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2. Mary comes to the urgent care clinic with a broken nose. She appears to be a young
teen, perhaps 13 or 14, but says she is 21 years old. She is disheveled and very quiet,
answering only with a few words and keeps her eyes downcast. There is a couple
(man and woman) who appear to be in their 30s accompanying the girl to be
treated. They continue to stare at her and refuse to leave her side. Your attending
physician colleague is busy transferring a trauma patient. What are your next steps
in specific order?
1. According to Stewart and DeNisco, human trafficking victims visit emergency departments
showing signs such as “someone with them who appears to be controlling them, fear, traumatic
injuries, discrepancy of behavior and reported age” (Stewart, 2019, p. 79). Mary shows all of
these signs of being a human trafficking victim. As the nurse practitioner seeing her in the
emergency department, I would first separate her from the controlling couple accompanying her
(Stewart, 2019). After separating them, I would assure Mary of the privacy, confidentiality, and
safe space that I have provided to reduce barriers to communication and care delivery (Stewart,
2019). I would then ask questions such as “Where do you live? Are you free to come and go?
Have you been threatened or harmed? Have you been forced to have sex or perform sex acts?”
(Stewart, 2019, p. 79). Upon answering of the questions, if I still strongly believed Mary was in
danger and was a human trafficking victim, I would contact social services and law enforcement
to help ensure her safety (Stewart, 2019). Ordering lab studies would be next. The lab tests
would include a complete blood count, STD testing, ova and parasites, hepatitis B and C, and
tuberculosis (Stewart, 2019).
2. The first priority is to ensure the young woman is not in physical danger from her injuries. A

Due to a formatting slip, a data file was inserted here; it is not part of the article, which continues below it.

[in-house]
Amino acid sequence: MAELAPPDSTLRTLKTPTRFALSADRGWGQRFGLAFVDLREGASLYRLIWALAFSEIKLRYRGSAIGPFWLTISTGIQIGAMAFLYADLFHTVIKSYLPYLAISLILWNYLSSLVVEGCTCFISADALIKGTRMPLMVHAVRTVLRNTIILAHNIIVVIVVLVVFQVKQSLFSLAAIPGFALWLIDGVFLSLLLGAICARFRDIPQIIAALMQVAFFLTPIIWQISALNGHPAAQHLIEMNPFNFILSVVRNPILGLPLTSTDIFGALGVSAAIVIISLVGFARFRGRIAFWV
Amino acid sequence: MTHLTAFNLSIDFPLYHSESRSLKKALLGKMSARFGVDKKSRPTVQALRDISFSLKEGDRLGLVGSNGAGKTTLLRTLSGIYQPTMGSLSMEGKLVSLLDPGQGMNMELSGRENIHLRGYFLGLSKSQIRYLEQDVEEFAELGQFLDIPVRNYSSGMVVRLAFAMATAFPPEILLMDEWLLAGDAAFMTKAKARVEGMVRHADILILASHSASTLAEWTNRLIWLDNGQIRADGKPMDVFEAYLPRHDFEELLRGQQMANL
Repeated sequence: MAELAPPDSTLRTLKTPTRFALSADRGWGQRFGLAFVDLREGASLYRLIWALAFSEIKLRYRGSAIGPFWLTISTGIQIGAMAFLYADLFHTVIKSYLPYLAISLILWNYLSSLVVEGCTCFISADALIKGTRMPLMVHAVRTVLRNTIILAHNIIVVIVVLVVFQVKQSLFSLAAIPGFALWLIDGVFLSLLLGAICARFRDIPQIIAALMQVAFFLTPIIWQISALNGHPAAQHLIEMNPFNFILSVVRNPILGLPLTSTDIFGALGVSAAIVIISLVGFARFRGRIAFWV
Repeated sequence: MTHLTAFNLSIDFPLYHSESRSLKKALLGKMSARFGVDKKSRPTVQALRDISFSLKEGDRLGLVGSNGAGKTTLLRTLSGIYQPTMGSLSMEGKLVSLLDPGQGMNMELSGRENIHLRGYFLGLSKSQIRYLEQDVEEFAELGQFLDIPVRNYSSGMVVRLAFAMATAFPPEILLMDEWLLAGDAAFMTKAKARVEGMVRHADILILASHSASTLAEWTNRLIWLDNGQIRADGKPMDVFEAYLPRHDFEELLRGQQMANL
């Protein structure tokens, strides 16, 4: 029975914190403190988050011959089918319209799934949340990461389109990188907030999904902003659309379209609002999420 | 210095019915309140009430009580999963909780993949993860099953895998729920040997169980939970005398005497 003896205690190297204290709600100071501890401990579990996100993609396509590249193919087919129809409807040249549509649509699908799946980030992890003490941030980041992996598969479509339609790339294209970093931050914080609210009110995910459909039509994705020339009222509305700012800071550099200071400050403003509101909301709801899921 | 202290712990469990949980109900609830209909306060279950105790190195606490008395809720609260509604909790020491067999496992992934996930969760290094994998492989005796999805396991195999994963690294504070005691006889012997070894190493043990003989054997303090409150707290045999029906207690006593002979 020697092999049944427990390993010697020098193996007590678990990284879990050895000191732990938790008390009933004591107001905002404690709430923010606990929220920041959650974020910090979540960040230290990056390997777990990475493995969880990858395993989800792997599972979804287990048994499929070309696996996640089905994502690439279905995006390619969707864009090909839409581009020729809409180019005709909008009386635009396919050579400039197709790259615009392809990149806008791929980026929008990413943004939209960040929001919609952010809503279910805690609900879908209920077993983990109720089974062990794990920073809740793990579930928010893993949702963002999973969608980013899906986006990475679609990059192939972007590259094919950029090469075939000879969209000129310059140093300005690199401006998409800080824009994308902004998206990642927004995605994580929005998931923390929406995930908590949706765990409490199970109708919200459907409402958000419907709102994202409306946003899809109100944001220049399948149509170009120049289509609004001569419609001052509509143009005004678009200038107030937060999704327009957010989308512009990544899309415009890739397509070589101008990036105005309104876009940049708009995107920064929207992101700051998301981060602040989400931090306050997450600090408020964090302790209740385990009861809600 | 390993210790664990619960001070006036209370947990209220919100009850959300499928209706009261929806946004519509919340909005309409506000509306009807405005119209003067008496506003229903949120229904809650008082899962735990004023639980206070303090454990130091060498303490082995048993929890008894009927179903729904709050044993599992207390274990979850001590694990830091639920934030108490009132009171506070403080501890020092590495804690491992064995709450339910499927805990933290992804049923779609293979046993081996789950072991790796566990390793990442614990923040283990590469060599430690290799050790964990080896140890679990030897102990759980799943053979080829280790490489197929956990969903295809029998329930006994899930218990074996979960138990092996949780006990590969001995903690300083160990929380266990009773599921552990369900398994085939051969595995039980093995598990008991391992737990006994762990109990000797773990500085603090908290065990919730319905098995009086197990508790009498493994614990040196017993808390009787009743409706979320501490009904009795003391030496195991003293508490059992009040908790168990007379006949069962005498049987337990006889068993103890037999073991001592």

complete assessment should be performed to determine if there are further injuries and evidence
of sexual activity and trauma. Stewart and DeNisco (2019) advise lab work to rule out STDs,
HIV and other communicable diseases as well as substance abuse screen. According to Stewart
and DeNisco (2019) and Leslie (2018), warning signs of possible human trafficking include
traumatic injury, fear, withdrawn behavior including poor eye contact, apparently controlling
persons who resist leaving the client alone, questionable health and social histories. Ideally, the
young woman should be assessed and interviewed separately from the couple and Leslie (2018)
suggests asking open-ended questions about living situation, threats to family or individual, and
if someone has made them have sex to obtain money, food or shelter. Follow up questions
should focus on the client’s ability to move about freely within and outside of the home
environment, access to money and personal belongings, including identification documents, and
ability to communicate with family or friends who do not live with the client (Leslie, 2018).
Social services and local law enforcement agencies should then be involved to assistance in
obtaining shelter for the client as well as follow up services including further medical and
psychological care (Stewart & DeNisco, 2019). At no time should the client be left alone for
fear of elopement.

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